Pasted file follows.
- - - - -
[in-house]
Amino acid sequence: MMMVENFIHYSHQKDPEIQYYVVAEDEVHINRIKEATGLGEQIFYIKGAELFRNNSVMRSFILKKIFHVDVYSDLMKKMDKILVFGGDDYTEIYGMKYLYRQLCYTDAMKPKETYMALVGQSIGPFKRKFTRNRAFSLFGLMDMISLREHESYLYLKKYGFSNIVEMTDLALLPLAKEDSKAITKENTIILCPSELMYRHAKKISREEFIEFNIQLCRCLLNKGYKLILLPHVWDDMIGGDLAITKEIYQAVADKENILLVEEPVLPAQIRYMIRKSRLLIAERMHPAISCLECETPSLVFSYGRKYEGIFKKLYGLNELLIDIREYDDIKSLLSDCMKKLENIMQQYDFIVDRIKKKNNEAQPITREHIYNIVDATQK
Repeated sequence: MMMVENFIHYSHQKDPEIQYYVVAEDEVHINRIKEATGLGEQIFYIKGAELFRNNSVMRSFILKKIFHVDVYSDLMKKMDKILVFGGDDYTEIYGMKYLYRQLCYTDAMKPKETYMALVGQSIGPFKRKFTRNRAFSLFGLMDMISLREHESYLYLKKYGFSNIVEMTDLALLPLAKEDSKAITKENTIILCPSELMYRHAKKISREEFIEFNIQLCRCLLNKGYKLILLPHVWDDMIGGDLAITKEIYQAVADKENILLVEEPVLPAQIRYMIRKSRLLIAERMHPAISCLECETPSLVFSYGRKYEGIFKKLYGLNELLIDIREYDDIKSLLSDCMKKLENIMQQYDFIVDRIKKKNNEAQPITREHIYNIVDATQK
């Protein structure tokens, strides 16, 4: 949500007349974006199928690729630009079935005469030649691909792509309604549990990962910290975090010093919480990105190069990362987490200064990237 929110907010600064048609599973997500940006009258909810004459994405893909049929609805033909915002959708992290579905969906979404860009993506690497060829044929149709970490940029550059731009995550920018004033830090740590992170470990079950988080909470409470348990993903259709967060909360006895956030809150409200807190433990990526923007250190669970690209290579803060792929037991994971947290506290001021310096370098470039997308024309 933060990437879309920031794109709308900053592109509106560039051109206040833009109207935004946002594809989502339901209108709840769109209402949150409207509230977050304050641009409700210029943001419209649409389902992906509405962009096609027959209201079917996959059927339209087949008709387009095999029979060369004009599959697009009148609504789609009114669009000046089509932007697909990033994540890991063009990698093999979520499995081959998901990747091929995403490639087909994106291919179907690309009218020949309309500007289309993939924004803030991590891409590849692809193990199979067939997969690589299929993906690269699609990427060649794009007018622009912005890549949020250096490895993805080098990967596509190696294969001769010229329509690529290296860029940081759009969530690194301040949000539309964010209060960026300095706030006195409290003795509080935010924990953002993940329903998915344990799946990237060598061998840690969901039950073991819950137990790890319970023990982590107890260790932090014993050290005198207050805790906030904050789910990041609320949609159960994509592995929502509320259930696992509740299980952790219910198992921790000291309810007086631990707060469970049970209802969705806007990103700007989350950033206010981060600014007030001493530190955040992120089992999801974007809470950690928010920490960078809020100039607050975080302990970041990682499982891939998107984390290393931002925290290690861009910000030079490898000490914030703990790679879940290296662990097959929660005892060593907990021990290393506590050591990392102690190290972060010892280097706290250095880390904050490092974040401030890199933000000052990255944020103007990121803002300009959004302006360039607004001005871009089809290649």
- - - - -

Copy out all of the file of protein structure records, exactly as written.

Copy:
[in-house]
Amino acid sequence: MMMVENFIHYSHQKDPEIQYYVVAEDEVHINRIKEATGLGEQIFYIKGAELFRNNSVMRSFILKKIFHVDVYSDLMKKMDKILVFGGDDYTEIYGMKYLYRQLCYTDAMKPKETYMALVGQSIGPFKRKFTRNRAFSLFGLMDMISLREHESYLYLKKYGFSNIVEMTDLALLPLAKEDSKAITKENTIILCPSELMYRHAKKISREEFIEFNIQLCRCLLNKGYKLILLPHVWDDMIGGDLAITKEIYQAVADKENILLVEEPVLPAQIRYMIRKSRLLIAERMHPAISCLECETPSLVFSYGRKYEGIFKKLYGLNELLIDIREYDDIKSLLSDCMKKLENIMQQYDFIVDRIKKKNNEAQPITREHIYNIVDATQK
Repeated sequence: MMMVENFIHYSHQKDPEIQYYVVAEDEVHINRIKEATGLGEQIFYIKGAELFRNNSVMRSFILKKIFHVDVYSDLMKKMDKILVFGGDDYTEIYGMKYLYRQLCYTDAMKPKETYMALVGQSIGPFKRKFTRNRAFSLFGLMDMISLREHESYLYLKKYGFSNIVEMTDLALLPLAKEDSKAITKENTIILCPSELMYRHAKKISREEFIEFNIQLCRCLLNKGYKLILLPHVWDDMIGGDLAITKEIYQAVADKENILLVEEPVLPAQIRYMIRKSRLLIAERMHPAISCLECETPSLVFSYGRKYEGIFKKLYGLNELLIDIREYDDIKSLLSDCMKKLENIMQQYDFIVDRIKKKNNEAQPITREHIYNIVDATQK
């Protein structure tokens, strides 16, 4: 949500007349974006199928690729630009079935005469030649691909792509309604549990990962910290975090010093919480990105190069990362987490200064990237 929110907010600064048609599973997500940006009258909810004459994405893909049929609805033909915002959708992290579905969906979404860009993506690497060829044929149709970490940029550059731009995550920018004033830090740590992170470990079950988080909470409470348990993903259709967060909360006895956030809150409200807190433990990526923007250190669970690209290579803060792929037991994971947290506290001021310096370098470039997308024309 933060990437879309920031794109709308900053592109509106560039051109206040833009109207935004946002594809989502339901209108709840769109209402949150409207509230977050304050641009409700210029943001419209649409389902992906509405962009096609027959209201079917996959059927339209087949008709387009095999029979060369004009599959697009009148609504789609009114669009000046089509932007697909990033994540890991063009990698093999979520499995081959998901990747091929995403490639087909994106291919179907690309009218020949309309500007289309993939924004803030991590891409590849692809193990199979067939997969690589299929993906690269699609990427060649794009007018622009912005890549949020250096490895993805080098990967596509190696294969001769010229329509690529290296860029940081759009969530690194301040949000539309964010209060960026300095706030006195409290003795509080935010924990953002993940329903998915344990799946990237060598061998840690969901039950073991819950137990790890319970023990982590107890260790932090014993050290005198207050805790906030904050789910990041609320949609159960994509592995929502509320259930696992509740299980952790219910198992921790000291309810007086631990707060469970049970209802969705806007990103700007989350950033206010981060600014007030001493530190955040992120089992999801974007809470950690928010920490960078809020100039607050975080302990970041990682499982891939998107984390290393931002925290290690861009910000030079490898000490914030703990790679879940290296662990097959929660005892060593907990021990290393506590050591990392102690190290972060010892280097706290250095880390904050490092974040401030890199933000000052990255944020103007990121803002300009959004302006360039607004001005871009089809290649």